Smart Transport

European Parliament rules cars must meet real world NOx targets

European Parliament has ruled that cars will need to meet EU limits on NOx emissions under real-world driving conditions by September 2022.

Previously, data on car emissions such as NOx were obtained through laboratory tests but following the shift to real driving emissions (RDE), tests to measure pollutants were carried out on the road.

However, emissions from vehicles in these conditions tended to be much higher, so to address technical uncertainties regarding measurements obtained through portable emission measurement systems, the European Commission introduced the ‘conformity factor’ which allows for higher emissions under real driving conditions to take into account a margin of error.

To reduce NOx emissions, the European Parliament wants the conformity factor currently in place to be annually lowered, based on assessment by the Joint Research Centre, until it ceases to apply by September 30, 2022.

After this date only the raw data from tests carried out under real driving conditions would be used to determine compliance with EU emission limits.

Esther De Lange, the European Parliament’s rapporteur on the file, said: “We have to be realistic about the discrepancy between emissions measured in laboratories and those measured in real-driving conditions by taking into account statistical and technical uncertainties linked to these measurements.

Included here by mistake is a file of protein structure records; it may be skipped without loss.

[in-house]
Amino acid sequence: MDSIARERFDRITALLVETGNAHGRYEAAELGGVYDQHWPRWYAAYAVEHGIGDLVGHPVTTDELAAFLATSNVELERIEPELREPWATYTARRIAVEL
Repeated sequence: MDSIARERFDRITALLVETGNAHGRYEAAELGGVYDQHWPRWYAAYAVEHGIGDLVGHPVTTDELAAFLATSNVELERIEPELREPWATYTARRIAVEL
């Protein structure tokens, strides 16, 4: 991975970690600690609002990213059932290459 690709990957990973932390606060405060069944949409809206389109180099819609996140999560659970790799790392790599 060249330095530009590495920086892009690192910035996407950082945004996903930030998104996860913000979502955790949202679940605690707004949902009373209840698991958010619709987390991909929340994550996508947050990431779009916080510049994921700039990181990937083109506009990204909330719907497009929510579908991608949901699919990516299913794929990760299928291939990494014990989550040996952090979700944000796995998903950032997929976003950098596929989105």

“At the same time, it's important to show ambition by gradually lowering the value for the conformity factor through annual downward revisions, based on the scientific assessments of the Joint Research Centre."

Parliament is now ready to start negotiations with EU member states to agree on final rules.

Alex Keynes, clean vehicles manager at European sustainable mobility NGO Transport & Environment, added: “Allowing carmakers to pollute more because their cars are polluting is like telling the police to stand down because the robbers are already in the bank.

“The health of thousands of Europeans is at risk because of air pollution. Carmakers have the means to meet nitrogen oxide limits in the real world, so this scandalous exemption must be stopped without further delay.”

He added “Carmakers should invest their time and energy producing zero-emission vehicles, rather than lobbying for exemptions to continue to pollute in our streets.

“Member states must show the way and abolish the conformity factor as soon as possible.”

Watch now: Connecting Policy To Solutions Virtual Conference 2021

Smart Transport Conference returned on June 8th & 9th, to facilitate pivotal discussions on the future of transport. 

The UK’s most senior public and private sector transport leaders discussed the impact of Covid-19, achieving the Government’s decarbonisation ambitions, the need for more efficient living and better health, and much more.

Keynote speakers included: 

Kwasi Kwarteng, secretary of state at the Department for Business, Energy and Industrial Strategy (BEIS), who spoke on BEIS's approach to decarbonising transport, particularly the electrification of the vehicle industry

Keith Williams, co-author of the Williams-Shapps Plan for Rail, who spoke on rail’s role in integrated transport, decarbonisation and innovation.

Rachel Maclean, parliamentary under-secretary of state at the Department for Transport, who discussed the future of transport and its pivotal role in a ‘green recovery’ from the pandemic.

 

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